UNION: 90 LOCK KEEPERS JOBS TO BE CUT


The Environment Agency plans to cut 90 lock- and weir-keepers on the Thames, their union said on Friday night.

The GMB union said a report in March will recommend the revival of an earlier rejected plan for a reduction in the number of lock keepers and a freeze on the recruitment of resident keepers.

The agency said on Saturday that budgets have yet to be confirmed so exact details of job losses can not yet be announced..

Frank Minal, GMB regional officer, said “With the River Thames flooded, and just a week after EA Chief Executive Paul Leinster assured the Government that there would be no cuts to front-line flood defences as part of the proposed 1,700 jobs cut, the GMB is shocked to learn that EA plan to table a report in March 2014 with plans to cut 90 residential keepers on the river.

"This will further increase the risk of flooding, potentially putting lives and property at risk. These unnecessary changes will see the response time to operate weirs and sluices increase from minutes to hours.

" A delay of only 20 minutes in fully opening weir gates and sluices can cause water levels to peak several inches higher than they otherwise might have done. To those living in low lying areas, every inch is critical, especially when watching flood water creep towards the front door."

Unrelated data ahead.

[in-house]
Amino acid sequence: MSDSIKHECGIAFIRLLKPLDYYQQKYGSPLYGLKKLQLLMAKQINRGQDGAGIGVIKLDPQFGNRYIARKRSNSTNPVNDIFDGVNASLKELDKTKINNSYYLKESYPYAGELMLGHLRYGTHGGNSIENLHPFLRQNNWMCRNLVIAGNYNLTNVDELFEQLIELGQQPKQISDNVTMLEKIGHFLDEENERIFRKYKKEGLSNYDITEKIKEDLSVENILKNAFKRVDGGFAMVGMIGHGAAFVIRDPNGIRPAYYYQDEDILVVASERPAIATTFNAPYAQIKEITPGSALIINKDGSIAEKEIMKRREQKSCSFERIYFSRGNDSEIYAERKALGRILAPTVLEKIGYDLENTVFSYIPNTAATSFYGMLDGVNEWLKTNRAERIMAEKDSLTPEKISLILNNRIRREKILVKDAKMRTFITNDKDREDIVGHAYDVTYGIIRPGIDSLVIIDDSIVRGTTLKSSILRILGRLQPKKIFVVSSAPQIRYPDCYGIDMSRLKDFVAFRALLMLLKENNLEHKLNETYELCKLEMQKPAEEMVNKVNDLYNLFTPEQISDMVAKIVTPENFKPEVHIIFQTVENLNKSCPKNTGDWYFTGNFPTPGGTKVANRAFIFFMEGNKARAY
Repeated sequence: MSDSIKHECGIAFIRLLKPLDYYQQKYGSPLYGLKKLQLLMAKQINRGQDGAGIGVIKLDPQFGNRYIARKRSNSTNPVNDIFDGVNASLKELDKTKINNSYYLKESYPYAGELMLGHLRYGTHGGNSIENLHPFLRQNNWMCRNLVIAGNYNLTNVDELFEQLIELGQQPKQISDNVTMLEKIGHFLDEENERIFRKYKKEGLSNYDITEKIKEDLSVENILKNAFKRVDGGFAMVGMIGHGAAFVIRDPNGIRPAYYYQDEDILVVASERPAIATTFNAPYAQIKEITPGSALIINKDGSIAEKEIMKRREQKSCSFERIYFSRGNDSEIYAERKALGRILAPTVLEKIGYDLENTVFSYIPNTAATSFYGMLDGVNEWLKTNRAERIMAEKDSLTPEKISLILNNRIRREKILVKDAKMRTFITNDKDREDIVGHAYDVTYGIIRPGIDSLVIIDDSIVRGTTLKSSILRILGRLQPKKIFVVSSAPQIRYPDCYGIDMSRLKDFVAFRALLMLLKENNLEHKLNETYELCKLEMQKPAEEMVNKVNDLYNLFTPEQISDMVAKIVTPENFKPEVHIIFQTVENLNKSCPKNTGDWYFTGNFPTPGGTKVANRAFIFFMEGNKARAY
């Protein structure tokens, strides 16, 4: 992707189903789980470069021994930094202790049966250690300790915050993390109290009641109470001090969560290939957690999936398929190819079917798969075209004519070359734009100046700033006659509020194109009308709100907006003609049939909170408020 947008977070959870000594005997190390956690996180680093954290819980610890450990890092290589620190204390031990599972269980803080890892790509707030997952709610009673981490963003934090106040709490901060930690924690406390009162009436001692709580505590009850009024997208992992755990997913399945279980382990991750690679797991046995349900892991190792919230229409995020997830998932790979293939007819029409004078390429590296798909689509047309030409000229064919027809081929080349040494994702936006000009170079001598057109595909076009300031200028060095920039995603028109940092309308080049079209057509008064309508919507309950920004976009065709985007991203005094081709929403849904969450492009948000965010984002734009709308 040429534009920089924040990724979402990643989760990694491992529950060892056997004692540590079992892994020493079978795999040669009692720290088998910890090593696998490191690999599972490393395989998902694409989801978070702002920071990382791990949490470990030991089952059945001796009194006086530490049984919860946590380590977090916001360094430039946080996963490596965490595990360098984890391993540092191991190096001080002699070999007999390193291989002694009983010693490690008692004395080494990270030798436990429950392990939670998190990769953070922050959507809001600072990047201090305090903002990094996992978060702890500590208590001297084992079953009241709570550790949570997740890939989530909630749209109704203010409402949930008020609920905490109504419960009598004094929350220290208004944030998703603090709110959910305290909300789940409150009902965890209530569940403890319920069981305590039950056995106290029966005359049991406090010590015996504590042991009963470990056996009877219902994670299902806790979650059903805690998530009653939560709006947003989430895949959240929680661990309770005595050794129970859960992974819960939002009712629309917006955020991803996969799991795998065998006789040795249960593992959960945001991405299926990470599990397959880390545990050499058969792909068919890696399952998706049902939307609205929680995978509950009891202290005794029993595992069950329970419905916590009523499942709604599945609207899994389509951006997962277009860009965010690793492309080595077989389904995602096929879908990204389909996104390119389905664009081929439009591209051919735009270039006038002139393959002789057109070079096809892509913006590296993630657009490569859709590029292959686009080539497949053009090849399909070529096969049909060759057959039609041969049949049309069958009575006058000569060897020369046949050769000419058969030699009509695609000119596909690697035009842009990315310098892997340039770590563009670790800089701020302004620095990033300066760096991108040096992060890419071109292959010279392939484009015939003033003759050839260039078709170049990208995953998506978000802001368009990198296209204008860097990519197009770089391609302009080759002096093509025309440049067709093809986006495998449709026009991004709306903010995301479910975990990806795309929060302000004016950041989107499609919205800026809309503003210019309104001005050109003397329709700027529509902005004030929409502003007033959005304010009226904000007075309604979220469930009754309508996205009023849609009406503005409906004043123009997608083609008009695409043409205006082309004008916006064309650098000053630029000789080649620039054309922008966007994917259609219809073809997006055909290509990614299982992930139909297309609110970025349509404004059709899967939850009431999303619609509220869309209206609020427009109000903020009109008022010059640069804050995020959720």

The union said EA managers claim that they no longer needed resident keepers as they had over 200 employees on stand-by to respond to incidents on the Thames. But it said the claims have "been shown to be misleading, as none of those on stand-by are able to operate the weirs and many live hours away.

"All those who use or live by the river are aware of the critical work residents perform.  Living on site they are able to respond in minutes both day and night, often in atrocious conditions, to the threat of rising river levels or to give assistance to boats which are in danger of going over
their weirs."

The Environment Agency said in a statement: "“Our budget for 14/15 will be confirmed shortly. However, we are likely to reduce staff numbers from the previous forecast of around 11,250 at the end of March 2014 to around 9,700 by October 2014.  We will then aim to keep numbers broadly at that level through to March 2015 dependent of course on future funding.

“The planned reductions in posts will not affect the Environment Agency's ability to respond to flooding incidents and the Environment Agency will minimise the impact on other front line services through the changes.

“The detail of how different teams within the Environment Agency will be affected is not yet finalised so we will not comment further, but union, staff and customer engagement is planned across the Environment Agency over the coming months.”

The latest news follows earlier controversies over renting out lock houses and cutbacks which were put on hold after protests from river users and EA staff.

The union is now calling for a full Parliamentary audit of the Environment Agency Waterways Department.

Story updated January 11th 2014

 
 
 
 
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